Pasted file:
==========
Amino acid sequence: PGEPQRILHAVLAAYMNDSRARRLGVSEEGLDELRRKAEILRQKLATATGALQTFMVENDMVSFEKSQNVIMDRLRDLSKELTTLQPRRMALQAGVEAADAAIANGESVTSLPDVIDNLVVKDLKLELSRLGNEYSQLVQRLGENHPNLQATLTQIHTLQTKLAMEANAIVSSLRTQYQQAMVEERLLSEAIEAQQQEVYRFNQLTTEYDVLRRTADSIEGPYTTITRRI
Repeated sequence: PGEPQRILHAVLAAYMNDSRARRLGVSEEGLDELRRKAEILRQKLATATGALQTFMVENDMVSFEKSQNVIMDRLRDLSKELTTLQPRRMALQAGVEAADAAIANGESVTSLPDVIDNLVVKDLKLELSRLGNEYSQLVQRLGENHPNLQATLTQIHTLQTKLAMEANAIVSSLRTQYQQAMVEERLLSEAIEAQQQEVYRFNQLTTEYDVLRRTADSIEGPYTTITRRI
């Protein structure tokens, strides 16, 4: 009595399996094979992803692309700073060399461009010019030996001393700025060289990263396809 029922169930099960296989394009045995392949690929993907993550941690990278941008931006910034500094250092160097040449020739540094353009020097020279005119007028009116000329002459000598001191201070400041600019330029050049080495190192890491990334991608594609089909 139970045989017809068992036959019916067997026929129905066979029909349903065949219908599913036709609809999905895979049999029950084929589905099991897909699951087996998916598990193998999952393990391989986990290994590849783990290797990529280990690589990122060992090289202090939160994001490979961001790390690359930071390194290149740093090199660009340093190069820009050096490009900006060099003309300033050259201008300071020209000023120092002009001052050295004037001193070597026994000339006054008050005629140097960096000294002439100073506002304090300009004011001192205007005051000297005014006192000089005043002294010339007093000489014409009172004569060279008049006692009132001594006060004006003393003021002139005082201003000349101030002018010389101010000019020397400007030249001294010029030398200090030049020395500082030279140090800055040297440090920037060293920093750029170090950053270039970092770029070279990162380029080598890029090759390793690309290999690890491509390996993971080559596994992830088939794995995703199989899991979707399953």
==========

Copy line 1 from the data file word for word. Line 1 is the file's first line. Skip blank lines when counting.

Amino acid sequence: PGEPQRILHAVLAAYMNDSRARRLGVSEEGLDELRRKAEILRQKLATATGALQTFMVENDMVSFEKSQNVIMDRLRDLSKELTTLQPRRMALQAGVEAADAAIANGESVTSLPDVIDNLVVKDLKLELSRLGNEYSQLVQRLGENHPNLQATLTQIHTLQTKLAMEANAIVSSLRTQYQQAMVEERLLSEAIEAQQQEVYRFNQLTTEYDVLRRTADSIEGPYTTITRRI